Panjiva data shows global trade growth from May to June at a reduced rate
As was the case from April to May, global trade activity showed growth, albeit at a slower rate than earlier in the year, according to data from Panjiva
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As was the case from April to May, global trade activity showed growth, albeit at a slower rate than earlier in the year, according to data from Panjiva, an online search engine with detailed information on global suppliers and manufacturers.
U.S.-bound waterborne shipments, which fell 2 percent from April to May, posted a 2 percent gain from May to June at 1,083,511. This is an improvement over a 1 percent decline from May to June a year ago, and total shipments for June were up 5 percent annually. Panjiva officials said that shipments for the first six months of the year are up 5 percent.
Panjva reported a 0.4 percent increase in the number of global manufacturers shipping to the U.S., with June reaching 149,487, which represented a 2 percent annual gain. This number matches up with recent months, which saw May reach 148,861 and April at 148,246.
“Relatively speaking, the numbers are holding up reasonably well,” said Panjiva CEO Josh Green in an interview. “If you look at shipments being up 5 percent [through the first six months of the year] with the economic headwinds we are facing, it we will take it.”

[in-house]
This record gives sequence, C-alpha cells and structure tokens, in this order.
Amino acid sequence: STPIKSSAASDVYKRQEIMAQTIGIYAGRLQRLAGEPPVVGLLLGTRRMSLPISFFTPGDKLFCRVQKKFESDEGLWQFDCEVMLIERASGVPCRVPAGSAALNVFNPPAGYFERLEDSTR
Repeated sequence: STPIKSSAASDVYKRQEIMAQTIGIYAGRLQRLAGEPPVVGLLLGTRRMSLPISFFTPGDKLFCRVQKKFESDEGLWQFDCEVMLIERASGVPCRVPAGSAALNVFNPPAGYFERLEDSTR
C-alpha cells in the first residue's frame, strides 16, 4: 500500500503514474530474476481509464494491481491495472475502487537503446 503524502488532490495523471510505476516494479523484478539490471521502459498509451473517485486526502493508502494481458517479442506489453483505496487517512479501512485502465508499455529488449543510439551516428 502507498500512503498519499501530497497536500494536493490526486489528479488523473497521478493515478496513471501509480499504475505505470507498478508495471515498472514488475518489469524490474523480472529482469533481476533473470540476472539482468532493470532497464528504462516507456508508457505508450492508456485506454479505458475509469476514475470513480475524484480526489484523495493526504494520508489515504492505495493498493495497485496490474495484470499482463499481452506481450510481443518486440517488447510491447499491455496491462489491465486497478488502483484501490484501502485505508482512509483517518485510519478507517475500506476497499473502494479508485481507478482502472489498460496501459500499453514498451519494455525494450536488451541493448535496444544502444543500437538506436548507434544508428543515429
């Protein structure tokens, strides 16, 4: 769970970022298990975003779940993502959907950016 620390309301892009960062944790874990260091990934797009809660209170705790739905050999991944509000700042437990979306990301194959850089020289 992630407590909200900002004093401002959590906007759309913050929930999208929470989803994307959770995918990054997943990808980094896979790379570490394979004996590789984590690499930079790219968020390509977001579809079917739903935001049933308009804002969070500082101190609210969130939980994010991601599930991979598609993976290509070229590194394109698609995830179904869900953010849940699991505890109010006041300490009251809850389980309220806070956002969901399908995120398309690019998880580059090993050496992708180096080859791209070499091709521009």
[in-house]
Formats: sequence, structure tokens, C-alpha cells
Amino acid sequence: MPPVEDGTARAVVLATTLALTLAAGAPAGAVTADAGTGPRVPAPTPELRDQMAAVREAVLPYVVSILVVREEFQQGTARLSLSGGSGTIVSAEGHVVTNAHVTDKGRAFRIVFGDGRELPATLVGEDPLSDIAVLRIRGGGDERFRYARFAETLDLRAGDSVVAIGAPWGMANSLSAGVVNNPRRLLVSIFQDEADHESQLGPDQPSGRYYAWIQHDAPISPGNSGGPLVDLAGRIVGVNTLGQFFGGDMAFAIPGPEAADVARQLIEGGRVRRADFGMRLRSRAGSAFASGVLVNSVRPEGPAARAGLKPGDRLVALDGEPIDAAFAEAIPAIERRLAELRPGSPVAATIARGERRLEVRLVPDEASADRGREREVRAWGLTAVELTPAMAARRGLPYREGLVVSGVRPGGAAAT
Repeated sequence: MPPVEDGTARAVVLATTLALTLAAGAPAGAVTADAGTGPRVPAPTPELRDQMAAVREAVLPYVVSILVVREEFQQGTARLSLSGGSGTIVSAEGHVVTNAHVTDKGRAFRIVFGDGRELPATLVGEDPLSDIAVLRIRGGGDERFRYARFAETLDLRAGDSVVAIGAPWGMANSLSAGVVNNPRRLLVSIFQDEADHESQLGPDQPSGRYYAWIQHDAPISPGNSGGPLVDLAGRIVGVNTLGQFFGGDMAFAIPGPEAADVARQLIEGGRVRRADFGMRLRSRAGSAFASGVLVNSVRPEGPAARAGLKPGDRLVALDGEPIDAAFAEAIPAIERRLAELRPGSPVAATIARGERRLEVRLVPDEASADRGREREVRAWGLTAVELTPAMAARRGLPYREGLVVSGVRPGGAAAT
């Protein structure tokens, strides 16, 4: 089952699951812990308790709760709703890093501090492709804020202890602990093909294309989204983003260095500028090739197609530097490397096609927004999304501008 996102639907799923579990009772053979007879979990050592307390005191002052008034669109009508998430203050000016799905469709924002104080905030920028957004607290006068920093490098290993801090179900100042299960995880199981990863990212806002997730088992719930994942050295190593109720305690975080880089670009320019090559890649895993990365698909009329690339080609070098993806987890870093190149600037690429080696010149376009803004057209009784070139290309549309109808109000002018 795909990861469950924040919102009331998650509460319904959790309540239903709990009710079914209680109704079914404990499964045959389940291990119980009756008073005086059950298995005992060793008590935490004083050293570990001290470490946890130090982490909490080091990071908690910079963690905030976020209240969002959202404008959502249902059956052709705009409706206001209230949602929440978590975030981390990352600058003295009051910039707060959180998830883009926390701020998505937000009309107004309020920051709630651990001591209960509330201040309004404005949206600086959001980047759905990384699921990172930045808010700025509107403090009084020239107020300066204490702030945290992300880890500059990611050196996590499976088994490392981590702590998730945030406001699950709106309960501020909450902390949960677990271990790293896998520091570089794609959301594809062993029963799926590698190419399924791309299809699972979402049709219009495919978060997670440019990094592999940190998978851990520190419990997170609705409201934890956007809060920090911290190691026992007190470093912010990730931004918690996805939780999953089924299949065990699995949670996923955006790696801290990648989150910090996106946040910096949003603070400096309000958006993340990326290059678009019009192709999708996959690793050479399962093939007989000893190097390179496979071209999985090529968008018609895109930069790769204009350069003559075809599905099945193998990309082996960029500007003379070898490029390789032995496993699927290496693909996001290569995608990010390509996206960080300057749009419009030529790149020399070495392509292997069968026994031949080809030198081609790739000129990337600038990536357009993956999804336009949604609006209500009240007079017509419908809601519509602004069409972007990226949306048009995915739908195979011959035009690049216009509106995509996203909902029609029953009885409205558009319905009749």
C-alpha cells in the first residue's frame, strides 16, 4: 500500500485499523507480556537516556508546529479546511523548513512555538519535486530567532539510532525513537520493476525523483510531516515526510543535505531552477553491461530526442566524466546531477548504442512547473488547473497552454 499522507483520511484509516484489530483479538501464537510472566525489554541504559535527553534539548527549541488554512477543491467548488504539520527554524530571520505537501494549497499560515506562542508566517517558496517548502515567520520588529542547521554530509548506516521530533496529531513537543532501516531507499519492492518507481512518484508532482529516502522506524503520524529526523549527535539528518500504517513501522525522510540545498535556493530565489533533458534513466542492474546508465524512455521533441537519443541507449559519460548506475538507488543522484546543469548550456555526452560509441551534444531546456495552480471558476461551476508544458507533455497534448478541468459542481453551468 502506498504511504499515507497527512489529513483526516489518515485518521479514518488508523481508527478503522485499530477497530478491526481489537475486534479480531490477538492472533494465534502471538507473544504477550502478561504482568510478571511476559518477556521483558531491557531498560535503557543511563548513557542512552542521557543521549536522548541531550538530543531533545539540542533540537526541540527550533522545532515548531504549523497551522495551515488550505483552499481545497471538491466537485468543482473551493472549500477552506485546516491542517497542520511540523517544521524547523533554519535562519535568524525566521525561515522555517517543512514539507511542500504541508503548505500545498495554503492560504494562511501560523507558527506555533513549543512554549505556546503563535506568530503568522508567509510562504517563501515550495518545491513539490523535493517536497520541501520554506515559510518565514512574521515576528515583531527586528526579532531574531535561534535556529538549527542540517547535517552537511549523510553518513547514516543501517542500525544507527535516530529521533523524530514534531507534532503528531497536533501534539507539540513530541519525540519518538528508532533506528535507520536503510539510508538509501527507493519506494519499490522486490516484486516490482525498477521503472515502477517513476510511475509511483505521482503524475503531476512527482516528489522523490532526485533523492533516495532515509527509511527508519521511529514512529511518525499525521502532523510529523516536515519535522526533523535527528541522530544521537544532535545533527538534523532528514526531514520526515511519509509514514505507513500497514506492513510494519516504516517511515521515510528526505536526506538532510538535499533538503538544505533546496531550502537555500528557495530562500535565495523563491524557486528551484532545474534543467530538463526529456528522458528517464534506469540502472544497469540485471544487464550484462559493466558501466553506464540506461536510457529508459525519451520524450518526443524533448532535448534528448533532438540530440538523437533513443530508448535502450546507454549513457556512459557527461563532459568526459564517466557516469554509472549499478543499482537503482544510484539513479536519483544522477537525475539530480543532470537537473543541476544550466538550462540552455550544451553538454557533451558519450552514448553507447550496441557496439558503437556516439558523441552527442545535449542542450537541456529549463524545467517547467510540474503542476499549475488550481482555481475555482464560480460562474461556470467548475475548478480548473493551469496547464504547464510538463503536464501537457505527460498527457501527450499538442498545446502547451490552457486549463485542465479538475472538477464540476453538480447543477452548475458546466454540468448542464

With the economic outlook still challenging, Green said the two top concerns—as they pertain to global trade—are consumer sentiment and the difficult situation in Europe.
While Europe’s various economic challenges are not having a direct impact on the U.S. yet, Green said should they continue it is likely they will start impacting trade flows across multiple geographies.
“If the situation in Europe deteriorates…I think you will start to see businesses phasing off on their purchasing and that will show up in the numbers later in the year,” said Green. “I think we are seeing an overall weakness with everybody looking ahead and wondering if we are heading into a recession or whether a modest recovery is coming.”
Despite these headwinds, Green said there is a decent possibility the economy could show signs of growth in the next two months as shipments begin to arrive at U.S. ports with merchandise for the holiday season. This will provide a glimpse into how optimistic businesses are feeling about the holiday season.
About the AuthorJeff Berman, Group News Editor Jeff Berman is Group News Editor for Logistics Management, Modern Materials Handling, and Supply Chain Management Review. Jeff works and lives in Cape Elizabeth, Maine, where he covers all aspects of the supply chain, logistics, freight transportation, and materials handling sectors on a daily basis. Contact Jeff Berman
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